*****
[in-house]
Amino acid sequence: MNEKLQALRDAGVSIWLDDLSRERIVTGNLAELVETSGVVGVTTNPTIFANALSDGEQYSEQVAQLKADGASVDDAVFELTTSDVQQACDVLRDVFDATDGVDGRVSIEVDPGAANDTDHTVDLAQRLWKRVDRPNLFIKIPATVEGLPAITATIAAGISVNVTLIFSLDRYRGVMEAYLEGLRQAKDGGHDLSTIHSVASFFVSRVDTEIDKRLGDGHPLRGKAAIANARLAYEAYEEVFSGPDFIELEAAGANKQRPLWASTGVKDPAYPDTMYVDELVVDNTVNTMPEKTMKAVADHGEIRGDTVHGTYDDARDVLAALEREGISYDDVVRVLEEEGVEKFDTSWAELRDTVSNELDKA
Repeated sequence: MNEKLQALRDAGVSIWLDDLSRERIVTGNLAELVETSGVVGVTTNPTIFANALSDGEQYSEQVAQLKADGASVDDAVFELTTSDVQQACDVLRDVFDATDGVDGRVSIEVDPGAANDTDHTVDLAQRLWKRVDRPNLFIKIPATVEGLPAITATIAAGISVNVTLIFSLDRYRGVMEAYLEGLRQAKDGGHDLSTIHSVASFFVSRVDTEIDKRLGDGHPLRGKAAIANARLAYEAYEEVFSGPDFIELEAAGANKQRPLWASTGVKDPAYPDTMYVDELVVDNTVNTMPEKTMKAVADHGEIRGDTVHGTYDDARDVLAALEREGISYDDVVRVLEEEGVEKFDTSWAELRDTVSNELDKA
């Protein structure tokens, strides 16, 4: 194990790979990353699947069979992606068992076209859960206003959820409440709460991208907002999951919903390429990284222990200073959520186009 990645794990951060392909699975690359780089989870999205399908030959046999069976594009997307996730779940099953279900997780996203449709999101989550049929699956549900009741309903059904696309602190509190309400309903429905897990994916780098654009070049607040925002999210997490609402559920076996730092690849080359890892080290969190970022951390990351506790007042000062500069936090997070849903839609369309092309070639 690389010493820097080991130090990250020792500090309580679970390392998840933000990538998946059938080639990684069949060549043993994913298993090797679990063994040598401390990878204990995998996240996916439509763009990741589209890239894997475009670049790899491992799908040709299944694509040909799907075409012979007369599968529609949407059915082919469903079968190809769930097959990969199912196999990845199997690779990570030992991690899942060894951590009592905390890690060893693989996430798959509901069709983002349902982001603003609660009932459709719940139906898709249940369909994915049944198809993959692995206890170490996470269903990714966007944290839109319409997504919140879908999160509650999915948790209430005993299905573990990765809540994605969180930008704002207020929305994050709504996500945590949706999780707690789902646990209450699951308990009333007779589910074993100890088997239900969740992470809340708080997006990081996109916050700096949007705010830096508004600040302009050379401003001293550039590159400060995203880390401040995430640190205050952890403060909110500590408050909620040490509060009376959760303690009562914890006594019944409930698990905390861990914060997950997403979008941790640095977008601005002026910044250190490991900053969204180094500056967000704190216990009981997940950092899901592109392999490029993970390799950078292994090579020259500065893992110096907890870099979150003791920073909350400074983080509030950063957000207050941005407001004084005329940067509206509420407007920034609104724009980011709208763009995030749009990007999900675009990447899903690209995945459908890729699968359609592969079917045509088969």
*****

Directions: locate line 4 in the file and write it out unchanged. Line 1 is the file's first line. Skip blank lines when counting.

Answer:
């Protein structure tokens, strides 16, 4: 194990790979990353699947069979992606068992076209859960206003959820409440709460991208907002999951919903390429990284222990200073959520186009 990645794990951060392909699975690359780089989870999205399908030959046999069976594009997307996730779940099953279900997780996203449709999101989550049929699956549900009741309903059904696309602190509190309400309903429905897990994916780098654009070049607040925002999210997490609402559920076996730092690849080359890892080290969190970022951390990351506790007042000062500069936090997070849903839609369309092309070639 690389010493820097080991130090990250020792500090309580679970390392998840933000990538998946059938080639990684069949060549043993994913298993090797679990063994040598401390990878204990995998996240996916439509763009990741589209890239894997475009670049790899491992799908040709299944694509040909799907075409012979007369599968529609949407059915082919469903079968190809769930097959990969199912196999990845199997690779990570030992991690899942060894951590009592905390890690060893693989996430798959509901069709983002349902982001603003609660009932459709719940139906898709249940369909994915049944198809993959692995206890170490996470269903990714966007944290839109319409997504919140879908999160509650999915948790209430005993299905573990990765809540994605969180930008704002207020929305994050709504996500945590949706999780707690789902646990209450699951308990009333007779589910074993100890088997239900969740992470809340708080997006990081996109916050700096949007705010830096508004600040302009050379401003001293550039590159400060995203880390401040995430640190205050952890403060909110500590408050909620040490509060009376959760303690009562914890006594019944409930698990905390861990914060997950997403979008941790640095977008601005002026910044250190490991900053969204180094500056967000704190216990009981997940950092899901592109392999490029993970390799950078292994090579020259500065893992110096907890870099979150003791920073909350400074983080509030950063957000207050941005407001004084005329940067509206509420407007920034609104724009980011709208763009995030749009990007999900675009990447899903690209995945459908890729699968359609592969079917045509088969």